Very High Energy Elektrons

Over 1 million euros for new form of radiation therapy

Exploring and optimizing a potential new form of radiation therapy using very high energy electrons. That is the focus of a new project by a team from the Erasmus MC Cancer Institute, TU Delft, and Lausanne University Hospital. The team has been awarded over 1 million euros from the Open Technology Programme of the Dutch Research Council (NWO).

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Conventional photon radiation (right) compared with very high energy electron (VHEE) radiation (left) in a simulated prostate cancer patient. The tumor receives a high dose of radiation (red), but the rectum, bladder, and femoral heads also receive a lower dose (blue). With electron radiation, this dose is lower, and the high dose is delivered closer to the tumor compared to photon radiation.

The team will investigate how radiation using very high energy electrons (VHEE) can be best utilized, which tumor groups it is most effective for, and the technical requirements for the yet-to-be-built radiation devices. The research leaders are Dr. Ir. Sebastiaan Breedveld from the Erasmus MC Cancer Institute, Dr. Danny Lathouwers from TU Delft, and Dr. Till Böhlen from the Lausanne University Hospital.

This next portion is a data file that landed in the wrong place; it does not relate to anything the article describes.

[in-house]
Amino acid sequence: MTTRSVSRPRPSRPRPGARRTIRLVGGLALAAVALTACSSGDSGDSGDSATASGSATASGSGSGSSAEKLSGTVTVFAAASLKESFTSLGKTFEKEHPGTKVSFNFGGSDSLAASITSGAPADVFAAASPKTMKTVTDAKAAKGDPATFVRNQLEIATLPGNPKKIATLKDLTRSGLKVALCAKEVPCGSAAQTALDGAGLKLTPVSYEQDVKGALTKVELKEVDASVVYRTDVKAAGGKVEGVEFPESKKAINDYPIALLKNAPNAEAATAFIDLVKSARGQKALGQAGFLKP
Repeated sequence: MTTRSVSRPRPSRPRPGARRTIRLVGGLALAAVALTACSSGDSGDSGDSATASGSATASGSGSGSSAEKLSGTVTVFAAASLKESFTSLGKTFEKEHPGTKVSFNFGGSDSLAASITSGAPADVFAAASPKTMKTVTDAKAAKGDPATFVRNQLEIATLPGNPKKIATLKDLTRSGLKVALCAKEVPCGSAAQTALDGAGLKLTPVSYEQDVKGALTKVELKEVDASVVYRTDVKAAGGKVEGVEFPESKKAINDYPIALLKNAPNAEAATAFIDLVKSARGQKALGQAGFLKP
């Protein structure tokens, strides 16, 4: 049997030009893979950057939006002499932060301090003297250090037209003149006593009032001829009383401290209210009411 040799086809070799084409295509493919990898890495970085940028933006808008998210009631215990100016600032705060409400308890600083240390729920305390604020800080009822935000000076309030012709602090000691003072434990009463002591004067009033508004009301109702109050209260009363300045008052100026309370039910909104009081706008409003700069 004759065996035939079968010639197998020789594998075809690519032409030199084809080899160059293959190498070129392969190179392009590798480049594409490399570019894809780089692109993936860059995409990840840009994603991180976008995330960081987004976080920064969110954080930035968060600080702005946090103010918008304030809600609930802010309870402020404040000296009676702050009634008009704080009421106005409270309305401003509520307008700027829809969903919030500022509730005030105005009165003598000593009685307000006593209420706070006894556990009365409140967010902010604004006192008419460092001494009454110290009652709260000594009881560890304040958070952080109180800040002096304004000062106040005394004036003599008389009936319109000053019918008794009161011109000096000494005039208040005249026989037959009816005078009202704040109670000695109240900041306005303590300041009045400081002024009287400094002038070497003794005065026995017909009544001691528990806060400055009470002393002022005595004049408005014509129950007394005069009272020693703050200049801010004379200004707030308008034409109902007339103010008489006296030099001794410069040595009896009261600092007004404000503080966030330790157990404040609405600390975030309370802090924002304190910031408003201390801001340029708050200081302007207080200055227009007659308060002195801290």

Radiation of tumors using very high energy electrons is a potential new form of radiation therapy for cancer patients. Compared to conventional radiation therapy with photons, this technique can lead to a substantial reduction in side effects.

‘This is because with very high energy electrons, it is possible to deliver a high dose to the tumor while administering a low dose just outside the tumor, in the healthy tissue. Additionally, it may be possible to curatively irradiate tumors that are difficult to treat, such as those located near a nerve’, explains Breedveld.

Dose in a short time

Furthermore, with electrons, it is possible to deliver the dose in a very short time. ‘Besides significantly shortening the treatment time, this allows for so-called FLASH radiation therapy, which potentially causes even less damage to healthy tissue compared to longer radiation times.’

For this project, the team is collaborating with the company Theryq and CERN. Additionally involved are Prof. Ben Heijmen, Prof. Raphaël Moeckli, Dr. Zoltán Perkó, Dr. Walter Wuensch, Prof. Remi Nout, Prof. Jean Bourhis, Prof. Matthias Guckenberger, Prof. Uwe Oelfke, and Prof. Coen Hurkmans.

Flexible heart echoes

Annemien van den Bosch and Rik Vos from the Cardiology department of Erasmus MC are participating in another project funded by the NWO Open Technology Program. This project, led by TU Delft, focuses on developing new flexible, portable echo transducer arrays and the associated algorithms to assess cardiac health by intensive yet unobtrusive cardiac monitoring.

Open Technology Programme

The Open Technology Programme of NWO provides funding for application-oriented technical-scientific research that is free and unrestricted, not hindered by disciplinary boundaries.

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